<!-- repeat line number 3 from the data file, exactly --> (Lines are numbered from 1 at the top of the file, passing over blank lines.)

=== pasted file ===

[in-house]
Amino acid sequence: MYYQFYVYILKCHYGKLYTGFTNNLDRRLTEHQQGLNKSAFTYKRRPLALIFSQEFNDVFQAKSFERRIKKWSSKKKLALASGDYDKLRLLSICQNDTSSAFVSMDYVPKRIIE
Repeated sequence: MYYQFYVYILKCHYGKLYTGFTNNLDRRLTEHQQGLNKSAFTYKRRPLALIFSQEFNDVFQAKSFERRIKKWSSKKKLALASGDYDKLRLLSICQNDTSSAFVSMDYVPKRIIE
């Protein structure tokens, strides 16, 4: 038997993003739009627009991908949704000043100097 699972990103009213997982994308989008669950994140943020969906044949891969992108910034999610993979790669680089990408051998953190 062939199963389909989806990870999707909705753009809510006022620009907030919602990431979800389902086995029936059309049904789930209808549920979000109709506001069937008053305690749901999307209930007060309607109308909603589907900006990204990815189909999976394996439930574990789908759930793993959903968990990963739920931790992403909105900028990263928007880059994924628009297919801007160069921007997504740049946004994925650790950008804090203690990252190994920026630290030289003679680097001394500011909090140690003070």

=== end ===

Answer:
Repeated sequence: MYYQFYVYILKCHYGKLYTGFTNNLDRRLTEHQQGLNKSAFTYKRRPLALIFSQEFNDVFQAKSFERRIKKWSSKKKLALASGDYDKLRLLSICQNDTSSAFVSMDYVPKRIIE